More than 17,000 bridges in the US can collapse after a single impact


The lifespan of Baltimore’s Francis Scott Key Bridge was 47 years. In all that time, it has not experienced such a big shock as on Tuesday, March 26, when the container ship Dali weighing more than 100 thousand tons crashed into it. The bridge collapsed into the river in less than a minute.

Although such a catastrophic collapse may not have been entirely predictable, the collapse of bridges as a result of collisions is not entirely uncommon and could have been prevented, wrote the server of the American television station CNN.

While recent federal safety inspections found the Francis Scott Key Bridge to be in “good” condition, that’s not the case for thousands of others in various parts of the U.S. that are in “poor” condition.

A close-up camera captured the moment a boat crashed into a bridge in Baltimore


Individual states inspect America’s highway bridges at least once every two years and classify their condition as “good,” “fair,” or “poor.” The bridge, which is in poor condition, has some structural elements in a state of “advanced deterioration,” CNN explains.

About 46,100 of the total 617,000 bridges in the United States, or 7.5 percent of all bridges, are in “poor” condition, according to the American Society of Civil Engineers in its 2021 report. In addition, the organization adds that 178 million trips are made through them every day.

While structurally deficient bridges are not inherently dangerous, they do require significant investment in maintenance, added the organization, which estimates that 42 percent of all U.S. bridges are at least 50 years old.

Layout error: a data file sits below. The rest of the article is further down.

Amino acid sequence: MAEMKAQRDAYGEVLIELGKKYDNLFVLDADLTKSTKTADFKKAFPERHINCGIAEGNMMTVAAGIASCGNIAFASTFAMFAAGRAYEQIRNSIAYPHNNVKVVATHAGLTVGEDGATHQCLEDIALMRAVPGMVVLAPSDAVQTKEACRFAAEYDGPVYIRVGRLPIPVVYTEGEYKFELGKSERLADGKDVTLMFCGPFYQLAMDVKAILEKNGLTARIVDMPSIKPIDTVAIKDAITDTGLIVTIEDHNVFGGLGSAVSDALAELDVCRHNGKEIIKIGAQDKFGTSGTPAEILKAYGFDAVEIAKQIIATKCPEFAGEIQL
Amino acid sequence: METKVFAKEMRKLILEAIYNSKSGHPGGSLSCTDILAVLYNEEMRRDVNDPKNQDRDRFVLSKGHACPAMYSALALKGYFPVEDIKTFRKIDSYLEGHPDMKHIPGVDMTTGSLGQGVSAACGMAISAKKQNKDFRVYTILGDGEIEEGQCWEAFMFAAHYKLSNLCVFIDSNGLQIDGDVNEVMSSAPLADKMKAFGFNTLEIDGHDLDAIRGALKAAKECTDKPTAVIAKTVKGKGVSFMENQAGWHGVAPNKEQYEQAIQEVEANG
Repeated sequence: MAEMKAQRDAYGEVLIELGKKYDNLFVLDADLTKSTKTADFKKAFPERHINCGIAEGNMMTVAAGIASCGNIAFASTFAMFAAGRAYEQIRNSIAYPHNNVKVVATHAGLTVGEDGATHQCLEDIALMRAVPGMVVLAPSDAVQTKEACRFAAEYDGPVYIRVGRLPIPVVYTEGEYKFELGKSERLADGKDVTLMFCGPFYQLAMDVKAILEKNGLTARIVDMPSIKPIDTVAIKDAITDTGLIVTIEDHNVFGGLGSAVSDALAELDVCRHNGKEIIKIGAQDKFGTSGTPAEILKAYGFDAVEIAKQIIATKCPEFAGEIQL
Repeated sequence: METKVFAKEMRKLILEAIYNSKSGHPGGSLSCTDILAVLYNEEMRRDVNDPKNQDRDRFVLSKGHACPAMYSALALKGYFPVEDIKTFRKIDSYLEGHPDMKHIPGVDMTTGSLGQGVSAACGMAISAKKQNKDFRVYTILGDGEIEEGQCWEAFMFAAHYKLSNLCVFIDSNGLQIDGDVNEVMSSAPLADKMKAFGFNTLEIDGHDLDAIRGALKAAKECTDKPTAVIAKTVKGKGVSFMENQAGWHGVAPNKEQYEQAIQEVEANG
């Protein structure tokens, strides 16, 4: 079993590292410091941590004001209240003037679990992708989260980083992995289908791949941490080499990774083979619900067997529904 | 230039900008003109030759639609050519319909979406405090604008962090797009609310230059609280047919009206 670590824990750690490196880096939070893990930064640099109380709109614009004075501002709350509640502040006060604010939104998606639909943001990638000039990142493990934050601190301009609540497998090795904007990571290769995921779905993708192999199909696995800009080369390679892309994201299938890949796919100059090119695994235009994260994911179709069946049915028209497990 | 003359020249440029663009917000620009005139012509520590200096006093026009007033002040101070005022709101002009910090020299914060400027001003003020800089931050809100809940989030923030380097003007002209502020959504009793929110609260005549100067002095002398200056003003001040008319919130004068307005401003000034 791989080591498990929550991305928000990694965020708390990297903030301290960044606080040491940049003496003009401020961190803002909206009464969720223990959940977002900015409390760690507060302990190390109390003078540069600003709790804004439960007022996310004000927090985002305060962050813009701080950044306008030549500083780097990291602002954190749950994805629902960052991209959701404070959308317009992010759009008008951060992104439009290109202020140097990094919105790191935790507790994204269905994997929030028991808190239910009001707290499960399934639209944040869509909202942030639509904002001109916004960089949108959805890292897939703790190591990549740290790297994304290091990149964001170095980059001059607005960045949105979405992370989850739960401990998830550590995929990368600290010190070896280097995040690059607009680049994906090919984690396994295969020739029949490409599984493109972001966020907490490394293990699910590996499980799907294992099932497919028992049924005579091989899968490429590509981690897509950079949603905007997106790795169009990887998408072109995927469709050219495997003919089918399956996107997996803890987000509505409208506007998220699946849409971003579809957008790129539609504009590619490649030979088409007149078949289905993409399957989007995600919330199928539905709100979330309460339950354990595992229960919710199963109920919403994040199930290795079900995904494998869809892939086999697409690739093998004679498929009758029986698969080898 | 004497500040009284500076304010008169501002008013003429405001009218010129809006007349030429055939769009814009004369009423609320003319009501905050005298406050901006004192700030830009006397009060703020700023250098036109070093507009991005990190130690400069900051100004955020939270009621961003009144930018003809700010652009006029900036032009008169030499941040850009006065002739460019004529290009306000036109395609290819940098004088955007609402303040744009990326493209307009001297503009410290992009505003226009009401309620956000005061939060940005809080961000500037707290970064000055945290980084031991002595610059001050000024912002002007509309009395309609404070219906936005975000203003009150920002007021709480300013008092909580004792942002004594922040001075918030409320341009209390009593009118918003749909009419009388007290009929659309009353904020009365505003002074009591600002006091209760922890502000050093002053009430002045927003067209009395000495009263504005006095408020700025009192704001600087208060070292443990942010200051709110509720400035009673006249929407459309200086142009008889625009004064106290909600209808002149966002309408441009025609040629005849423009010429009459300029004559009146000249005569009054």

Almost 21,000 bridges have foundations susceptible to extreme weather conditions (earthquakes, hurricanes, extreme temperatures, etc.). Older bridges also suffer from the fact that trucks are heavier than the original bridge designs anticipated. This can lead to cracking of metal structures and an overall lower lifespan.

Aerial footage of a collapsed bridge in Baltimore


But aging bridges, extreme weather and heavier vehicles aren’t the only threats to America’s bridges. According to the U.S. National Transportation Safety Board, more than 17,000 U.S. bridges are susceptible to collapse from a single impact known as “failure critical,” which means the bridges do not have so-called redundancy — protective structures around the bridges’ vulnerable points.

If the bridge is hit with sufficient force at a certain point where redundancy is missing, either a large part of it or the entire bridge may collapse. And this was exactly the case with the Baltimore bridge, according to the authority.

According to experts, there is an urgent need to improve the protection of older bridges against larger and more modern vessels. After all, the Dali ship was 300 meters long, which is almost twice the length of the ships that were used in the 1970s, when the bridge was built.

However, the Business Insider server, citing some interviewed experts, said that even if the Baltimore bridge had redundancy in the form of “dolphins” (wooden or steel pillars rooted in the sea or river bed and protruding above the surface) or “fenders” (structural buffers), then the bridge would not have been able to withstand such a massive blow anyway.

A ship in Baltimore was carrying hazardous material, the damaged containers fell into the water



The article is in Czech

Tags: bridges collapse single impact


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